Remote Monitoring Challenges & Opportunities

  • January 05, 2015
  • Feature

Bill Lydon’s Automation Perspective

By Bill Lydon, Editor

New technology is enabling remote monitoring capabilities to improve operational effectiveness. This presents users with opportunities and challenges to be evaluated for practical applications. The goal is to improve manufacturing or process uptime and efficiency. Subject matter experts are becoming increasingly hard to find and companies need to find ways to use them more efficiently. The latest remote monitoring tools allow experts to analyze problems and abnormal situations, and determine ways to improve and optimize operations, without traveling to the site.

Point or System Solution

Certainly radio, satellite, and cellular connections are good choices for remote equipment in applications like water/waste water, oil & gas, and pumping stations. In a factory or process plant it may be appealing to add a communication device to a machine to remotely troubleshoot and diagnose issues. This piecemeal approach may be warranted in special cases, but it may be more advantageous to take a systems level approach. A well-managed cyber-secure connection to the automation system network allows secure access to the entire system and simplifies administration. Older controllers without Ethernet connections can be interfaced to the plant system network using Ethernet gateways, which are available from a number of suppliers.

Cyber Risk

Remote radio, satellite, and cellular connections to automation systems create a new cyber security risk to operations. By adding an outside communications portal to a machine controller located on a plant network, the user broadens the cyber-attack surface. The user creates the cyber-security risk of malware infiltrating the network, data loss and malicious access to applications. Some type of firewall should be designed into the system to provide a secure gateway or access control point for all network traffic. For more critical processes and equipment, a device that provides deep packet inspection should be considered. Such a device can block traffic when network packets contain a known virus or exploit signature.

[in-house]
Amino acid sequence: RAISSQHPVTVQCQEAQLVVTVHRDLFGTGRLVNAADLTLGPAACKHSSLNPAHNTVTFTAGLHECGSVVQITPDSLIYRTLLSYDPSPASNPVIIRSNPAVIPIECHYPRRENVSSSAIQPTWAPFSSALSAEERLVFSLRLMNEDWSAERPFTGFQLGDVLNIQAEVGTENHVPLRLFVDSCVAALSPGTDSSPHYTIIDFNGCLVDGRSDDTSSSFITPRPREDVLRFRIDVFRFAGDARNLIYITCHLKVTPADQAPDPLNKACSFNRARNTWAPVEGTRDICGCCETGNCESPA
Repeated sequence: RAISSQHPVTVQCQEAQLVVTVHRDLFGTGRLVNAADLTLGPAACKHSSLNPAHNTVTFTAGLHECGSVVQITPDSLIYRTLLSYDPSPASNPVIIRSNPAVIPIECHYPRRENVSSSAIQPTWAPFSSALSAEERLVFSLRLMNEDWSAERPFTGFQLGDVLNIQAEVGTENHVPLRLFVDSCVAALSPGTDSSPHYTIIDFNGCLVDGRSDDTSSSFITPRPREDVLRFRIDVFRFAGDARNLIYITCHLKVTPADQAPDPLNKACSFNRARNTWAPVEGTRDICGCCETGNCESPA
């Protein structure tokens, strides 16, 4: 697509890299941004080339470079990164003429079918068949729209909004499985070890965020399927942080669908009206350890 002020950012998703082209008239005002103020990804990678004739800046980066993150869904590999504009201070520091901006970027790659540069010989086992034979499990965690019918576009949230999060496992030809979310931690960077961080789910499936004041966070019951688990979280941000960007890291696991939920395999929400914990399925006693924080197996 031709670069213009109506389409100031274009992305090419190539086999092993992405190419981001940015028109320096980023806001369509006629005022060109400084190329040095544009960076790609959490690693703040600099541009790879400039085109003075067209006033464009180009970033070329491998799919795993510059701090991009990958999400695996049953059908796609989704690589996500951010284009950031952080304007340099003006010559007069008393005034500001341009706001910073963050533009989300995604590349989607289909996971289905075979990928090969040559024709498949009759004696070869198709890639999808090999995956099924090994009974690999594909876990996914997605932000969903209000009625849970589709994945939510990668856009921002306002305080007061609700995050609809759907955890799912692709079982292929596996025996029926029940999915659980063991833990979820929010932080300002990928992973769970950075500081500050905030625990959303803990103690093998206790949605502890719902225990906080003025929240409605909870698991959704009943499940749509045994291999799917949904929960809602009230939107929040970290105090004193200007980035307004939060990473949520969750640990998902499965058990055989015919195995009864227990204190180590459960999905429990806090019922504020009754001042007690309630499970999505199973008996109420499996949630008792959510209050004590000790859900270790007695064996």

In-house or Contract Experts?

A number of suppliers are offering remote monitoring services. Experts and analytic software continuously monitor controllers and/or systems for abnormal situations and advise site personnel of current problems or predictions of future problems.

Control suppliers that offer these services certainly should have experts and software that can quickly detect issues with the controllers, components, and software that they provide. Since most plants have equipment from multiple suppliers, the value of this service may be limited if the provider does not monitor all equipment and applications. In some general equipment and process control applications, contract experts can detect and advise on issues in your plant production. A big advantage of the services approach is a third party has a remote, 24/7 operations center to constantly monitor your systems.

Some providers propose the collection of performance analytics information to learn how machinery is working and provide alerts when performance falls outside of predefined parameters. This requires the development of rules with input from plant staff because they understand the plant operations. Alternatively, companies can run a local rules engine with the rules developed by plant staff. This option may be more responsive and cost effective.


One new option for remote monitoring is the use of livestreaming video. This allows allowing local staff to collaborate with offsite subject matter experts who can virtually explore problems and provide advice. This video streaming can be accomplished with smart phones, tablet computers, Google Glass, or rugged camera headsets. The software applications can be as simple as FaceTime, Skype, WebEx, or GoToMeeting.

Motorola has purpose-built the HC1 headset computer for remote collaboration. The hands-free mobile computers provide access to documents and schematics while allowing remote subject matter experts to assist local personnel.


These new technologies enable subject matter experts to work more efficiently. There are fundamental issues to be considered.

First, we are experiencing a shortage of automation people. As the service provider’s businesses grow, finding more knowledgeable people will be a problem that could impact the service you receive. Quality of service requirements and measurements should be built into service supplier agreements.

Second, in-house knowledge is fundamental to running your plant or process. It is part of the company’s competitive advantage. Outsourcing associated services can hurt your company’s bottom line.

Third, there is a potential for loss of intellectual property that is important to your business.

Ultimately, when most problems and issues are identified someone needs to be onsite with the right tools, information and spare parts to get things working. Determining the best methods to achieve improved uptime and efficiency is the overall challenge.

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